IOTA is the new generation ledger that doesn’t use a blockchain and it utilizes a new protocol invention that is called ‘Tangle’. The Tangle is a new data platform that is constructed on Directed Acyclic Graph (DAG), therefore it has chain, no blocks and no miners.
The Tangle has a rich spectrum of features, zero fees, fast transactions, unlimited scalability, safe transfers and other. IOTA processes transaction’s fees and scalability of the blockchain in a way that it eliminates the block and chain. This means you have to confirm your last two transactions when using IOTA ledger.
This sounds so great but there is still very little to show for – IOTA is still just a concept, no matter how promising, it is yet to prove it can work.
Bosch believes in IOTA
The Internet of Things (IoT) division of the Bosch technology company has found an ideal partner in IOTA. In a blog entry on its own homepage, Bosch Connectivity provides insights into the status quo of cooperation.
The Internet of Things has become a catchphrase and IOTA is right in the middle of it. Together with Bosch Connectivity, the German IOTA Foundation is working on integrating the IoT into everyday life. Bosch presents how this can work in a blog post.
The Bosch XDK is basically the hardware heart of the joint project of the IoT pioneers. XDK stands for Cross Domain Development Kit and, according to the company, is a programmable sensor device that can be used to build prototypes for IoT applications. The XDK is most similar to the Raspberry Pi.
The device, the size of a credit card, comes with a wealth of built-in hardware components. These include a gyroscope, an acceleration sensor and various other sensors. Users can then sell collected data via the IOTA Data Marketplace and thus achieve added value for all parties.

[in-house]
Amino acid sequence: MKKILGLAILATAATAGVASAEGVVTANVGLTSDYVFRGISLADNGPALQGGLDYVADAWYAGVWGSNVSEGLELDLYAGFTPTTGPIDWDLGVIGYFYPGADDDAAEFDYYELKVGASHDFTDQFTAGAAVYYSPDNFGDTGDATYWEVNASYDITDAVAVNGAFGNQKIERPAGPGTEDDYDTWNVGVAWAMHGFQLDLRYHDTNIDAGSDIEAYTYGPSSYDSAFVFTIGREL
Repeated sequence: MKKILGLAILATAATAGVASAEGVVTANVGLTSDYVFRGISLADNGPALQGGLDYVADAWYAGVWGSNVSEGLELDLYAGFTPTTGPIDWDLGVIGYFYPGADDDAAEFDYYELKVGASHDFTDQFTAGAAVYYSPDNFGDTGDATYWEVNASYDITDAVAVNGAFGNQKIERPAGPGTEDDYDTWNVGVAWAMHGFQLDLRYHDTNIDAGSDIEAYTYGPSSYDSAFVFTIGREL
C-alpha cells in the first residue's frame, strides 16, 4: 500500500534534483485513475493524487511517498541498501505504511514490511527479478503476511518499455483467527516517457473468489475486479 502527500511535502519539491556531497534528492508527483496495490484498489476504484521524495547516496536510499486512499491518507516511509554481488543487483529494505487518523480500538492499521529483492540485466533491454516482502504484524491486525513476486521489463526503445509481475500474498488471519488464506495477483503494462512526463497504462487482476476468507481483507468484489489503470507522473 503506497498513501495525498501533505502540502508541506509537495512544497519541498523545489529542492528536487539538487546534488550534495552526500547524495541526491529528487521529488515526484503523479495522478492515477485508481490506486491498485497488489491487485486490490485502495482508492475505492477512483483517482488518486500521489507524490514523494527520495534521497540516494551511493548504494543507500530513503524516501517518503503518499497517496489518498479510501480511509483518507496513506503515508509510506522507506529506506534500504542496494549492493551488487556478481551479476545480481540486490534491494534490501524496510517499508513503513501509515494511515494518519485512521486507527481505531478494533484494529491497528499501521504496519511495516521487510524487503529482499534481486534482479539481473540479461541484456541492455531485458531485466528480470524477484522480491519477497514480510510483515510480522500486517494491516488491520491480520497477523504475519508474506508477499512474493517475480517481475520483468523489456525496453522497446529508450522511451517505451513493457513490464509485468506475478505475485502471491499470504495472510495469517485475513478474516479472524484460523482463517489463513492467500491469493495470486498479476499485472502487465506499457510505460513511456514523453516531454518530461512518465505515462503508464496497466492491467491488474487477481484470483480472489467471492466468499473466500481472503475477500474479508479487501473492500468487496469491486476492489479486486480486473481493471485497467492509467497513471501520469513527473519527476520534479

IOTA Data Marketplace
The data that users collect using the Bosch XDK can then be sold on the IOTA Data Marketplace. And this is where IOTA comes in. According to IOTA, the tangle allows data integrity to be verified without any knowledge between the supplier and the customer.
The whole thing is then called “Masked Authenticated Messaging” or MAM for short. Users can “transmit data over a secure, encrypted channel peer-to-peer. Thus, data subscribers can trust the source and the integrity of data, even if the identity of the source is obscured,” says the site.
For those who find the technical description too abstract, Bosch also provides a few possible applications.
A company decides to rent its machines and measures the exact service life of the machine by a customer and invoices it accordingly with IOTA.
The XDK checks whether a machine is operating under proper conditions and sets up data transactions on the tangle so that both the operator and the supplier have access to them.
The projects that Bosch wants to implement in cooperation with IOTA sound ambitious. In view of the fact that no IOTA application case has yet come out via prototype status, we will probably have to wait a little longer before “mass adoption.
Coinmetrics.io co-founder sees a gloomy future for IOTA
Nic Carter wrote an epic piece about various altcoins in the market, revisiting his post from a year ago and gauging their current state and how well they did in the past year. Iota was one of the analysed altcoins and it is safe to say Carter is not a fan. Here is what he had to say about IOTA:
“I was naive in thinking that 2018 would be the year it would suffer a catastrophic consensus failure and its fans would finally give up their support. But that was not the case — IOTA still relies on a central coordinator which obviates the need for any actual distributed consensus, and so it neatly avoids those kinds of hard problems.
So what happened in IOTA land this year?
- The developers leaked the transcript of an email exchange they had with the MIT DCI who exposed their broken hash scheme. It unsurprisingly paints the picture of a staggeringly incompetent and unprofessional developer team, and a very patient DCI
- There was some incomprehensible drama in the IOTA foundation, which if nothing else proves that these projects are not exempt from normal issues of corporate governance
- The central coordinator did not shut down. It has relied on that centralized hack for its entire existence. The fans do not seem to mind
- IOTA still doesn’t work on IOT devices because it uses Proofs of Work which are, unsurprisingly, computationally expensive
Despite this, IOTA is firmly not dead. I’ve given up on expecting its demise.
Price change: $4.31 $0.36
Developer status: active
Notable event: IOTA is widely panned by professional cryptographers for relying on a broken hand-rolled hash function, and for organizing a smear campaign against the DCI.
Verdict: still under active development and with an enthusiastic community. Its reckoning is deferred.”